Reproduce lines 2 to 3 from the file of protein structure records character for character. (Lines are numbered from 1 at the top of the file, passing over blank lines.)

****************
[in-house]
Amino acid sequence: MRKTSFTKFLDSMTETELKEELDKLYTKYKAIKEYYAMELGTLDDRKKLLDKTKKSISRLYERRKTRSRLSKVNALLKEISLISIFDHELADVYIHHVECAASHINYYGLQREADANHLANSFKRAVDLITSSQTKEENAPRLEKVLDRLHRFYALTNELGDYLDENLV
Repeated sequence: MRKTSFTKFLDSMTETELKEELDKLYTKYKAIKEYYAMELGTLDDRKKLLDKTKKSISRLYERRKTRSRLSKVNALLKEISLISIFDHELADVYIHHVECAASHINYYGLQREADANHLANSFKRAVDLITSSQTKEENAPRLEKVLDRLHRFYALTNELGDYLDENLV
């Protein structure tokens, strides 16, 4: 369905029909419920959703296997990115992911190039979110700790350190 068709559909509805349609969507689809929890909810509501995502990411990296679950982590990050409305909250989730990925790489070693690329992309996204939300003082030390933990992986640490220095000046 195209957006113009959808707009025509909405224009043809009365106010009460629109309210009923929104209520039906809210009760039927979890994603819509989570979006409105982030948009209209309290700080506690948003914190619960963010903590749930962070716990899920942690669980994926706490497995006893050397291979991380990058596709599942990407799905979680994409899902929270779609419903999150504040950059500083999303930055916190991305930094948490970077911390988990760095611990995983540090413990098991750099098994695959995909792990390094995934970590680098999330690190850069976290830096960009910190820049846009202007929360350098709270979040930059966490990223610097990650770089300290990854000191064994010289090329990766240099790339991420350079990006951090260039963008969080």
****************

Amino acid sequence: MRKTSFTKFLDSMTETELKEELDKLYTKYKAIKEYYAMELGTLDDRKKLLDKTKKSISRLYERRKTRSRLSKVNALLKEISLISIFDHELADVYIHHVECAASHINYYGLQREADANHLANSFKRAVDLITSSQTKEENAPRLEKVLDRLHRFYALTNELGDYLDENLV
Repeated sequence: MRKTSFTKFLDSMTETELKEELDKLYTKYKAIKEYYAMELGTLDDRKKLLDKTKKSISRLYERRKTRSRLSKVNALLKEISLISIFDHELADVYIHHVECAASHINYYGLQREADANHLANSFKRAVDLITSSQTKEENAPRLEKVLDRLHRFYALTNELGDYLDENLV